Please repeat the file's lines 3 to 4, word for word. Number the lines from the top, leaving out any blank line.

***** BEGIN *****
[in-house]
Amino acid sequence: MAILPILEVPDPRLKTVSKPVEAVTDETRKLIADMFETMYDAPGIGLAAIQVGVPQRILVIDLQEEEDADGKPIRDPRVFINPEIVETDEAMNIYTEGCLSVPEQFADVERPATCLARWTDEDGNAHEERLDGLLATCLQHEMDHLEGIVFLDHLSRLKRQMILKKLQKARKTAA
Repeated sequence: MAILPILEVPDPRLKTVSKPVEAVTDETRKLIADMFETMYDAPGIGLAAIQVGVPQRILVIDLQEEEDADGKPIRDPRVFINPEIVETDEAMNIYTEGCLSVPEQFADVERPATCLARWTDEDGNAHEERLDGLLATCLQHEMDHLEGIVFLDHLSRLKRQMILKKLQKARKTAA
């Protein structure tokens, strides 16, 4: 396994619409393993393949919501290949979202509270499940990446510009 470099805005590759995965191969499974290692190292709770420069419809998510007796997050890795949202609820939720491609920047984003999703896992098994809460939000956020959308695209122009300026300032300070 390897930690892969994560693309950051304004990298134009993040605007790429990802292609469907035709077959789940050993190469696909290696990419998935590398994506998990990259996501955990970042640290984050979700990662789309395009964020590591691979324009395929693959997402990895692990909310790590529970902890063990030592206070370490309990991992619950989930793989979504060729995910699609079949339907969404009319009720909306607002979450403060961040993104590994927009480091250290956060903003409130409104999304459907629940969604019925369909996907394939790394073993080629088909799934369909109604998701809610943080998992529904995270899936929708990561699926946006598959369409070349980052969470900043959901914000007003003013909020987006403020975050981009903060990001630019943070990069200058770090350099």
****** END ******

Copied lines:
Repeated sequence: MAILPILEVPDPRLKTVSKPVEAVTDETRKLIADMFETMYDAPGIGLAAIQVGVPQRILVIDLQEEEDADGKPIRDPRVFINPEIVETDEAMNIYTEGCLSVPEQFADVERPATCLARWTDEDGNAHEERLDGLLATCLQHEMDHLEGIVFLDHLSRLKRQMILKKLQKARKTAA
């Protein structure tokens, strides 16, 4: 396994619409393993393949919501290949979202509270499940990446510009 470099805005590759995965191969499974290692190292709770420069419809998510007796997050890795949202609820939720491609920047984003999703896992098994809460939000956020959308695209122009300026300032300070 390897930690892969994560693309950051304004990298134009993040605007790429990802292609469907035709077959789940050993190469696909290696990419998935590398994506998990990259996501955990970042640290984050979700990662789309395009964020590591691979324009395929693959997402990895692990909310790590529970902890063990030592206070370490309990991992619950989930793989979504060729995910699609079949339907969404009319009720909306607002979450403060961040993104590994927009480091250290956060903003409130409104999304459907629940969604019925369909996907394939790394073993080629088909799934369909109604998701809610943080998992529904995270899936929708990561699926946006598959369409070349980052969470900043959901914000007003003013909020987006403020975050981009903060990001630019943070990069200058770090350099």